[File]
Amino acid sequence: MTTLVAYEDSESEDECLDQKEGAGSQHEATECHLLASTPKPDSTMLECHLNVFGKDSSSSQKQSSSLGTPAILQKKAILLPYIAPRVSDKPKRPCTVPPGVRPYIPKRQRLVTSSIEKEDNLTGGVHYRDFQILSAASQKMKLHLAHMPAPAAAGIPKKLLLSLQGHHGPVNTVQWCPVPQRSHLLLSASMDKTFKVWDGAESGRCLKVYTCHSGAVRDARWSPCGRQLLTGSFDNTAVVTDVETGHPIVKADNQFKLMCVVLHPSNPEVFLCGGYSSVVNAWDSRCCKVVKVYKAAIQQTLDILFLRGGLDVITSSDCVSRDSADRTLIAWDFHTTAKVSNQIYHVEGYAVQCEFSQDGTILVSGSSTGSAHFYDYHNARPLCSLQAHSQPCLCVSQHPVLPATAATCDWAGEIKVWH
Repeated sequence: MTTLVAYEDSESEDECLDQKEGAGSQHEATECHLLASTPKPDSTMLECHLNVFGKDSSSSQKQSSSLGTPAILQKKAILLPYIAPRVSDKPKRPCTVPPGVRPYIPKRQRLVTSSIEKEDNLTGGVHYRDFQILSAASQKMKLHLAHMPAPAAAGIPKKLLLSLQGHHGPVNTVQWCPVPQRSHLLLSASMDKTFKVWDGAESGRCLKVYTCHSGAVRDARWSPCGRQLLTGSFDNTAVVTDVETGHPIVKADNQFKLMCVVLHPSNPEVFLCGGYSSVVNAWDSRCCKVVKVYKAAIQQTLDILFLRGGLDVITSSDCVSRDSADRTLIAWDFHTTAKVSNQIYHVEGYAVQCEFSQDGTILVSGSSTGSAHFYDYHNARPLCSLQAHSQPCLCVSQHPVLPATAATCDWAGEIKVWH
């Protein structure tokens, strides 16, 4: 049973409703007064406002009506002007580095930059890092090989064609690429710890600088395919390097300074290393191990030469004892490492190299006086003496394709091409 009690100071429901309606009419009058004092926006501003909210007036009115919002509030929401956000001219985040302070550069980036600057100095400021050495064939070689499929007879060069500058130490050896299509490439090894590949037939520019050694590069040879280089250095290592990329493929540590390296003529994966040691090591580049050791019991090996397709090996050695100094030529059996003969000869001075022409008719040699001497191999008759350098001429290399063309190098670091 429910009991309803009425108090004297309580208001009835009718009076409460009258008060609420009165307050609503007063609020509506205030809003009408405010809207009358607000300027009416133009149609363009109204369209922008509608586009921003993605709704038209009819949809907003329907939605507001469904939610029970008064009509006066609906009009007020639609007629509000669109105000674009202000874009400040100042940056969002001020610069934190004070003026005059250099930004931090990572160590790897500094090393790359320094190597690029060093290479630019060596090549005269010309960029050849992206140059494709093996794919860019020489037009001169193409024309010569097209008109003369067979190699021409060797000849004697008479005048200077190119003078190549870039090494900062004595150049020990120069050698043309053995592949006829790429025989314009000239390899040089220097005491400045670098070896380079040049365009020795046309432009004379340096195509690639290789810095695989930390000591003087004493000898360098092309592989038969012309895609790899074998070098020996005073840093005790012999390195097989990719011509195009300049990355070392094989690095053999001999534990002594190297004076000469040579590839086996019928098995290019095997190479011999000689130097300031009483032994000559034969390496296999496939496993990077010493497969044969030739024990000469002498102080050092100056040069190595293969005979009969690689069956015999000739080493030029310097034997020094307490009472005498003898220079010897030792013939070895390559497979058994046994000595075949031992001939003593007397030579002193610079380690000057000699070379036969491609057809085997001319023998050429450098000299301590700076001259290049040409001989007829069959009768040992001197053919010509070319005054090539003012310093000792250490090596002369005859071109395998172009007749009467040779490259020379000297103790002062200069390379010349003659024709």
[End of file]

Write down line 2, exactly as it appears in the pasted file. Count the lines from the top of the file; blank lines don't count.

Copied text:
Repeated sequence: MTTLVAYEDSESEDECLDQKEGAGSQHEATECHLLASTPKPDSTMLECHLNVFGKDSSSSQKQSSSLGTPAILQKKAILLPYIAPRVSDKPKRPCTVPPGVRPYIPKRQRLVTSSIEKEDNLTGGVHYRDFQILSAASQKMKLHLAHMPAPAAAGIPKKLLLSLQGHHGPVNTVQWCPVPQRSHLLLSASMDKTFKVWDGAESGRCLKVYTCHSGAVRDARWSPCGRQLLTGSFDNTAVVTDVETGHPIVKADNQFKLMCVVLHPSNPEVFLCGGYSSVVNAWDSRCCKVVKVYKAAIQQTLDILFLRGGLDVITSSDCVSRDSADRTLIAWDFHTTAKVSNQIYHVEGYAVQCEFSQDGTILVSGSSTGSAHFYDYHNARPLCSLQAHSQPCLCVSQHPVLPATAATCDWAGEIKVWH